interesting is that not only do the children tend to allocate gender to the robots, when they do attribute gender, the gender choice tends to be male (reference question 4). This suggests that robots are considered generally to be a male entity. However, it may also be due to a general tendency for males to be more salient (and thus more likely to appear in a story). This could be countered by conducting a control test where children simply write about the person: this would allow the salience of males to be measured and thus taken into account when considering the stories about robots. Another possible explanation for this allocation of male gender is that technology is viewed as a predominantly male domain. In other words the robots are given male gender, not because they are robots, but because they are technological. Although this attributes a different cause to the allocation of gender, it can be seen that the effect is essentially the same (this is only an acceptable attitude because robots will never be anything but technological, by definition). It may also be important to consider whether robots in fiction tend to be portrayed as male as this may also influence the gender allocation (this would require investigating how large an effect fiction has on the children’s perception of robots and a study into the predominance of male protagonists in fiction).

This allocation of specific gender is of obvious importance due to the stereotypes which are associated with specific genders.

It was also found that other characteristics became apparent from the stories and drawings which were not considered in the hypotheses. Firstly, it was found that the children tended to base their drawings on geometric (usually trapezia) shapes. This is clearly in conflict with how children would tend to draw people (usually with much rounder shapes, particularly for the head). This therefore suggests that this is a form related specifically to robots. Secondly, it was found in the stories that the robots showed characteristics of free will. The children also attributed free will to the robots in study c: this was particularly surprising as they watched the program which controlled the robots being downloaded from the computer to the robots. This is particularly significant as it removes control of the robots away from people. Currently it is considered that one of the most elementary requirements for an agent/ robot is that humans retain control, or at least the feeling of control, over the agent/ robot. This research suggests that control may not need to be such a driving force in design, if the design its self supports high level interaction. However, it should also be noted that the robots in these stories in no way compare to the robots of today and as such offer a slightly futuristic approach to design.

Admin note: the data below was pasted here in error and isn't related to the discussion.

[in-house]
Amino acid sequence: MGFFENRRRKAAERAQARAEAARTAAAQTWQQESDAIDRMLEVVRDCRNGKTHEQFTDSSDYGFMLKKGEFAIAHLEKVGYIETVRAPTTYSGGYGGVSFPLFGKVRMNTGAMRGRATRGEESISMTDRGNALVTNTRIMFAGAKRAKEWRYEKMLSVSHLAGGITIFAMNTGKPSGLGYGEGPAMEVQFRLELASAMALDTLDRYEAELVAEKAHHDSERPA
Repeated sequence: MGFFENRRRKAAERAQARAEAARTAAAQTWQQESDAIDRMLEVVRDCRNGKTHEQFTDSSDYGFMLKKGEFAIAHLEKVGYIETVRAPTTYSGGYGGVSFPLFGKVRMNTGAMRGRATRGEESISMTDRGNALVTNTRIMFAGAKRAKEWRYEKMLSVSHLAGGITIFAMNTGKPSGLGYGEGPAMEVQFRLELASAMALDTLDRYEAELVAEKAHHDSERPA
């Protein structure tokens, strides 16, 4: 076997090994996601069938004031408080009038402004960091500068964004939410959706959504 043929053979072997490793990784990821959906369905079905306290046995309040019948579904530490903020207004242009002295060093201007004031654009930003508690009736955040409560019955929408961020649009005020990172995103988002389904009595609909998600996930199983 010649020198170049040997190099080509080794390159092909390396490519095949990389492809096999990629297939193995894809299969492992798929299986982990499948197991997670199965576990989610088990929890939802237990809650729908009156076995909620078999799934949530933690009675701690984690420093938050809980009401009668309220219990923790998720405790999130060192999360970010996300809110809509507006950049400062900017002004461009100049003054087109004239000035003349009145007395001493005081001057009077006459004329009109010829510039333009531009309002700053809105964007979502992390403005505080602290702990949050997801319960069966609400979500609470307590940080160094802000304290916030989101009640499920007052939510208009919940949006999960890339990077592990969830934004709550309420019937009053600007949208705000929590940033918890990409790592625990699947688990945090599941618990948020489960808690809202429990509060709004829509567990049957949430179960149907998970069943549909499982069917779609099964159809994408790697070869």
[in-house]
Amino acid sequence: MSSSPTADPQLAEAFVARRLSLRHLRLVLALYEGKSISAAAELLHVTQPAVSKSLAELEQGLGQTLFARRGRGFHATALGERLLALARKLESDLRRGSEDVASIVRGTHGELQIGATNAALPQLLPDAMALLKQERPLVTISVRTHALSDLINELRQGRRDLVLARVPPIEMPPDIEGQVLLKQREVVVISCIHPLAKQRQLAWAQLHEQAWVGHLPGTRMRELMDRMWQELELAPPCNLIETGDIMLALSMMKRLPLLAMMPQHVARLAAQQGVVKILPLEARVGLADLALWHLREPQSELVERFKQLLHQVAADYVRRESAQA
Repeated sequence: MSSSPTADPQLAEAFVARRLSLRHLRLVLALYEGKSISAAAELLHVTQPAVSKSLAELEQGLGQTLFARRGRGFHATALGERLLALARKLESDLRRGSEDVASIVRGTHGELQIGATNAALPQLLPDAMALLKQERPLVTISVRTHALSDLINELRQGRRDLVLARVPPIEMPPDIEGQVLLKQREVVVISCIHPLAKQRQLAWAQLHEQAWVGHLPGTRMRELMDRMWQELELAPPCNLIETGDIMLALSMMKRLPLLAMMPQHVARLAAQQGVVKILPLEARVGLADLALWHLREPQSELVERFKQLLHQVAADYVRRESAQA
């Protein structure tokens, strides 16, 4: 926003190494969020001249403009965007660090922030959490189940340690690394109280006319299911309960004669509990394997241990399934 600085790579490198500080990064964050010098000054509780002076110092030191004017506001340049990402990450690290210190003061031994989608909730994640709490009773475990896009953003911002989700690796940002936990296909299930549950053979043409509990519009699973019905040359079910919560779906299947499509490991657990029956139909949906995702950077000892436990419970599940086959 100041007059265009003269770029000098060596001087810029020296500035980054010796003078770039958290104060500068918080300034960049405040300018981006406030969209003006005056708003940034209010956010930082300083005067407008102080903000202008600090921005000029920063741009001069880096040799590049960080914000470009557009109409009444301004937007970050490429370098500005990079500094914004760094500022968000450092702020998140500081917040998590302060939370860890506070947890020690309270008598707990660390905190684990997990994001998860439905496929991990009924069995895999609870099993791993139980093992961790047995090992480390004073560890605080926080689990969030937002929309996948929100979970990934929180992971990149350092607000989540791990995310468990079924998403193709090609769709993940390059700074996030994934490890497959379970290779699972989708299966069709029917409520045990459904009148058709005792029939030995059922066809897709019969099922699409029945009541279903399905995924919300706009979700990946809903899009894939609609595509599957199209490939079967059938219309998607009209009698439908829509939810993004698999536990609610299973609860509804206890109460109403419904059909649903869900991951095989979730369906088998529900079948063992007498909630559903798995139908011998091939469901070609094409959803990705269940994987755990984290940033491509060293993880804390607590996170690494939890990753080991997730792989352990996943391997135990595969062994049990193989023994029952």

It can be suggested, in accordance with question five, that the children do develop a stereotype of a robot in their drawings: the robot form will tend to be based on geometric shapes and it will tend to have a humanoid face and feet. There is less to form a certain stereotype of a robot in the stories than there was in the drawings. However, it would seem that the children tend to create a social, non-violent, male robot who has some evidence of free will.


The aim of this research was to identify how people may perceive robots and what types of behaviour they might exhibit when interacting with robots. A literature survey was conducted which considered research into human interactions as well as human-agent interactions. This survey identified a variety of factors which may/ do affect human-agent interaction.

The practical studies in this research supported many of the findings in HCI and Autonomous Agent research which show that concepts and attitudes which we use with other humans can also be applied to agents, computers and, we now suggest, robots.

In the future it will become increasingly important to consider how people will interact with and perceive robots when designing such technology. Preliminary findings as to attitudes, stereotypes and tendencies can be exploited so that appropriate and beneficial properties can be incorporated into design so as to most enable the user.

So far robots have mainly been associated with factory environments (robots as machines) or fictional robot characters (robots as alien species). Generally, such visions focus on confrontation rather than social integration of robots in human society, e.g. they describe robots developing their own minds and means of communication which humans cannot participate in and eventually might loose control of. However, robotic tools can be built so that design, behaviour and social skills of robots are adapted to the cognitive and social needs of humans, in this way allowing more human type interactions between humans and robots. Moreover, social control can replace conventional, instructional means of controlling machines. A first step, presented in this paper with an initial study, is to find out about already existing human attitudes towards robots. Further research has to expand this study, and build a body of research into Human Robot Interaction (HRI) based on a Cognitive Technology viewpoint of relationships between humans and technology.


The authors offer their sincere thanks to St. Margarets Junior School, Durham City, UK for their help with this study. Particular thanks is offered to the staff who allowed the children to be excused from lessons, the parents who gave their consent for the testing and above all to the children who showed such enthusiasm.